But the first official research conducted on the cave situated at 482 m altitude was performed on September the 20th, 1975, by a group of amateur speleologists called ‘Speodava’, original from Dr. Petru Groza town (which today bears the name Stei). Afterwards, the Speleological Institute ‘Emile Racovita’ in collaboration with the “Crisuri County” Museum from Oradea District, has performed various studies on the cave and has reached a conclusion concerning what needs to be done in order to properly arrange the cave and what protection measurements should be taken. The whole project took five years to be completed, but in the end the cave met global standards and on the 14th of July 1980, it was finally opened for visitations. At present, the cave receives more than 200.000 visitors per year.

Source: http:// www.ihotele.ro

And the reason for it is quite simple: the Bear Cave is worth visiting due to the impressive rock formations located within its walls. The cave is renowned for its variety of stalactites and stalagmites, but also due to the extensive number of bear fossils found here. In fact, this is the reason for which the cave was named this way. In ancient time, the cavern bears would retreat to the cave when they sensed that it was time for them to die. The fossils have remained undisturbed for more than 15.000 because the entrance to the cave had collapsed. Other fossils encountered by explorers belonged to lions, cave hyenas, ibexes, and black goats.


At the entrance, a special pavilion has been created which consists of a waiting room, a ticket booth, a bar, a small speleological museum and a souvenir stand where you can find items specific for this area.

Source: http://www.liontravel.ro

The Bear Cave has 1.500 m in length and is made up of several galleries disposed on two levels: the first gallery, the superior one, which has a length of 488 m, can be visited by tourists, whereas the second one, which is 521 m long, is destined to scientific research. The superior gallery has 3 sub-galleries and 3 rooms: the Bear Gallery (or the Boone Gallery), ‘Emil Racovita’ Gallery, Candle Gallery, Candle Room, Spaghetti Room and Boone Room.

The Bear Gallery is named this way because 140 skulls but also several shelters used by these animals were discovered in this place. The walls of the gallery are covered with bear paw prints and the theory behind this is that the animals had been trapped within due to a collapsed rock which obstructed the entrance.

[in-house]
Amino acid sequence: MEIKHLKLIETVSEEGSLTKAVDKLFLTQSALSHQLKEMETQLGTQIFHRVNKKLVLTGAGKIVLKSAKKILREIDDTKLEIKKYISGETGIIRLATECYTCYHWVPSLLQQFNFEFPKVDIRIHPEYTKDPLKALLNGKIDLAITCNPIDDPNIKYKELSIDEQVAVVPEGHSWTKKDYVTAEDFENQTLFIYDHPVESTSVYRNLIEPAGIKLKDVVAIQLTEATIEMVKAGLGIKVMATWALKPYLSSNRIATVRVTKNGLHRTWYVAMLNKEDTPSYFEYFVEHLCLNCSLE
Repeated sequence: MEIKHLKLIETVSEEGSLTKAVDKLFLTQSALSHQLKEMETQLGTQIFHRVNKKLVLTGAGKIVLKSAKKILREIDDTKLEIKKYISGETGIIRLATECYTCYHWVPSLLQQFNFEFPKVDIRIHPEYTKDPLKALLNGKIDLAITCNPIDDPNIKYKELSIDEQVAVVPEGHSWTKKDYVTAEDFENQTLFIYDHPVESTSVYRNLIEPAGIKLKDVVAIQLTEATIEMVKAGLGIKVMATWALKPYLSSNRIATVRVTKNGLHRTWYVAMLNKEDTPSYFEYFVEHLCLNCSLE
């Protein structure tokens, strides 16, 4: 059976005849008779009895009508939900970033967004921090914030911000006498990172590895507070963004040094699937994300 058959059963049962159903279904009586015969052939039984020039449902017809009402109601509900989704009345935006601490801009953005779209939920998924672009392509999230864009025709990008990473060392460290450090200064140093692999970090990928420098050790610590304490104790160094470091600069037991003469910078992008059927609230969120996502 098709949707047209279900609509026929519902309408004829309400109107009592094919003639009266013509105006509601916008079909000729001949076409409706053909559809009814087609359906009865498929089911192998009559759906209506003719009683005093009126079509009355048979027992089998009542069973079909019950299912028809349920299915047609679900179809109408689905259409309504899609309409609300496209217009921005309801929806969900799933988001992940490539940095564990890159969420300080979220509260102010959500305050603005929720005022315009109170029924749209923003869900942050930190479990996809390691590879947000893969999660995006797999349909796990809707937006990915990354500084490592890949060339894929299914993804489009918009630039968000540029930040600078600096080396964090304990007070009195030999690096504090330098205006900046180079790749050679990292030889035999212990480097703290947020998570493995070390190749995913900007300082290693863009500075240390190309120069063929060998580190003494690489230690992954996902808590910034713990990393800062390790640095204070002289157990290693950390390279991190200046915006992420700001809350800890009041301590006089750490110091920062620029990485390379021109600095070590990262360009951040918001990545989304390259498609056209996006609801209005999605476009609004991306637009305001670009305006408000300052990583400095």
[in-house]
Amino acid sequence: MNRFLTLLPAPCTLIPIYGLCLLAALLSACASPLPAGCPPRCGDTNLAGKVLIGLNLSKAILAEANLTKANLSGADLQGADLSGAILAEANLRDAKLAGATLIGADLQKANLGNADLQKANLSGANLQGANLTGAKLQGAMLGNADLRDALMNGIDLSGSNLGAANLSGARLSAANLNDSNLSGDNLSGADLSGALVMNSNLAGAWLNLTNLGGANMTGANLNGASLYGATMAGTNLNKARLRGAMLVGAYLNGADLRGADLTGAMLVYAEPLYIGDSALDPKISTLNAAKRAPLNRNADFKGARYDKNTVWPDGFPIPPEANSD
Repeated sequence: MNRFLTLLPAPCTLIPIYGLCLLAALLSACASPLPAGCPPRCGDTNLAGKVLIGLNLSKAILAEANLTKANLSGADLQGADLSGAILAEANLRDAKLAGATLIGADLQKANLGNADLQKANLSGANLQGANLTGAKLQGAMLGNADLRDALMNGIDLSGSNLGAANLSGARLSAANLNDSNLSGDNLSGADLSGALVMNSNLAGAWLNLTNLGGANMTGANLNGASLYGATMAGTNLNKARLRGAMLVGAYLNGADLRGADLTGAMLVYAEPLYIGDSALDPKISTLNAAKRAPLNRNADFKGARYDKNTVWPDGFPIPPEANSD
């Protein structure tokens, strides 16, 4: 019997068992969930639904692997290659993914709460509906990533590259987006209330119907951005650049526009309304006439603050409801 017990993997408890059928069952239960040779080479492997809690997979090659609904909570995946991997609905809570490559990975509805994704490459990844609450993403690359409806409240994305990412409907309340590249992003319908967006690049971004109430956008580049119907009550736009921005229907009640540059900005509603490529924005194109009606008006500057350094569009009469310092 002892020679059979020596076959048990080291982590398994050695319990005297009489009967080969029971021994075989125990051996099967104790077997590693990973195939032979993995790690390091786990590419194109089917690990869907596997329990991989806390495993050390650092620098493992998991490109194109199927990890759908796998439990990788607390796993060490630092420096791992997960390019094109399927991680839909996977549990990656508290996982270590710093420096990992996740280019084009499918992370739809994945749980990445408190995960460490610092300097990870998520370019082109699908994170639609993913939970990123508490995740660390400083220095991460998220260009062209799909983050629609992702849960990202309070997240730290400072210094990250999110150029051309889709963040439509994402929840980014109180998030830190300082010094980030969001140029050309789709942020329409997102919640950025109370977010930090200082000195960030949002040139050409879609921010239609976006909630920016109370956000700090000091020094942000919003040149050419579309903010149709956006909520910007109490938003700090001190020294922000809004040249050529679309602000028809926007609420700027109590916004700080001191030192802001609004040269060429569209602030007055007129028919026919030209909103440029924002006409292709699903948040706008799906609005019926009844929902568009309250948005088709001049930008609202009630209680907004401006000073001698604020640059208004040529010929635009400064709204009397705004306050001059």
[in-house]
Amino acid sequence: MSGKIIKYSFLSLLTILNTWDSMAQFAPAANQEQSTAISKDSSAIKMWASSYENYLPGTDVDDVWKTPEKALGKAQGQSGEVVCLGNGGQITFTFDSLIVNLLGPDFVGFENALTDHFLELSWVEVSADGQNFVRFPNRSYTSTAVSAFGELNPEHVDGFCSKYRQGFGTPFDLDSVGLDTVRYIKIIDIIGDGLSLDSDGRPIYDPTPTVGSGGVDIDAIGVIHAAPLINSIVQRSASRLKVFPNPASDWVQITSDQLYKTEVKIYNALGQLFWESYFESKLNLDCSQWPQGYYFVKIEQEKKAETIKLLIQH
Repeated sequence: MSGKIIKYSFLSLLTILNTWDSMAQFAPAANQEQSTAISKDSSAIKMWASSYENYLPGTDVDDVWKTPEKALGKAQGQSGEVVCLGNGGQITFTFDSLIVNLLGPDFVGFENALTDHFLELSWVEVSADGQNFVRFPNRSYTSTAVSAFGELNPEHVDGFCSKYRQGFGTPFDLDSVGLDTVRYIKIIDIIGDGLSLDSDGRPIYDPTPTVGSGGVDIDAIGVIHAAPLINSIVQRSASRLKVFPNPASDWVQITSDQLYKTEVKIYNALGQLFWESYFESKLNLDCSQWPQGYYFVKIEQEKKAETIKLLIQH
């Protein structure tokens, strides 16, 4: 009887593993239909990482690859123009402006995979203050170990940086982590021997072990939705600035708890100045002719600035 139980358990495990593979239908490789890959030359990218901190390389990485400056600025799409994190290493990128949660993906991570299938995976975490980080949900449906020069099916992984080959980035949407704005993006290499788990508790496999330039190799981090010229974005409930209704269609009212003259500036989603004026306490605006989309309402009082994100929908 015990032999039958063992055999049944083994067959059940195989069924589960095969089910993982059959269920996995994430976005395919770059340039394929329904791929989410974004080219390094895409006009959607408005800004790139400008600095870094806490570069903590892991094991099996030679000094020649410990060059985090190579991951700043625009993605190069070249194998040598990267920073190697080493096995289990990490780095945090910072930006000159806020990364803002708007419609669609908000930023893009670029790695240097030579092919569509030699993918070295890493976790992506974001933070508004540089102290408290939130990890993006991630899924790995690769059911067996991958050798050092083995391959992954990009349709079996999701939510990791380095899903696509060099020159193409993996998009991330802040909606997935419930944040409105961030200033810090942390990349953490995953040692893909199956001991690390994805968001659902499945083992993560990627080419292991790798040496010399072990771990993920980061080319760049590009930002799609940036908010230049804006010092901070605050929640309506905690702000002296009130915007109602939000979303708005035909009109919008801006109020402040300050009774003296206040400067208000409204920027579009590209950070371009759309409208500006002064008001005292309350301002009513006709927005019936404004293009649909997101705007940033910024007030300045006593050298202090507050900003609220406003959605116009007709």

In the ‘Emile Racovita’ Gallery, fossils belonging to some animals which went extinct thousands of years ago are on display. The stalactite and stalagmite formations which are found in this area are mesmerizing. It seems that drapes made out of calcareous rocks decorate the place. In the last gallery, the Candle Gallery, tourists can contemplate white stalagmites which have never been touched by human hands. This gallery ends with a 16 m long tunnel which has been artificially created in order to provide access to the surface.

Source: http://www.cipriandumitrescu.com

The stalagmite and stalactite formations, which vary in shape and size, are definitely something to gaze upon. There are some formations which stand out from the rest and which capture the tourist’s attention. These are: the Enchanted Palaces, the Lake with the Water Lilies, the Mastodon and the Dwarf House, the Drapes from the Bear Gallery, the Portal, the Pagoda and the last room, the Elderly Council, which is lit by candles. All of these are wonders of nature and it is definitely worth visiting the Bear Cave in order to admire them.

The temperature within the cave is constant throughout the year (10 °C) and the humidity level maintains itself at 97%.

How to reach the Bear Cave?

If you want to visit the Bear Cave, you have to drive along National Route 76 which connects Oradea and Deva Counties and then take the County Route 763 which will get you to Chiscau village – a 14 km drive.

This is one touristic objective you cannot miss. The cave is famous for the numerous fossils discovered here, as well as for the beauty of its architecture.


Visiting Hours:

  • Tuesday- Sunday: 10:00 – 17:00;
  • Closed on Mondays.


  • Adults: 15RON
  • Children: 10 RON

Price for taking photographs: 15 RON

Price for filming: 25RON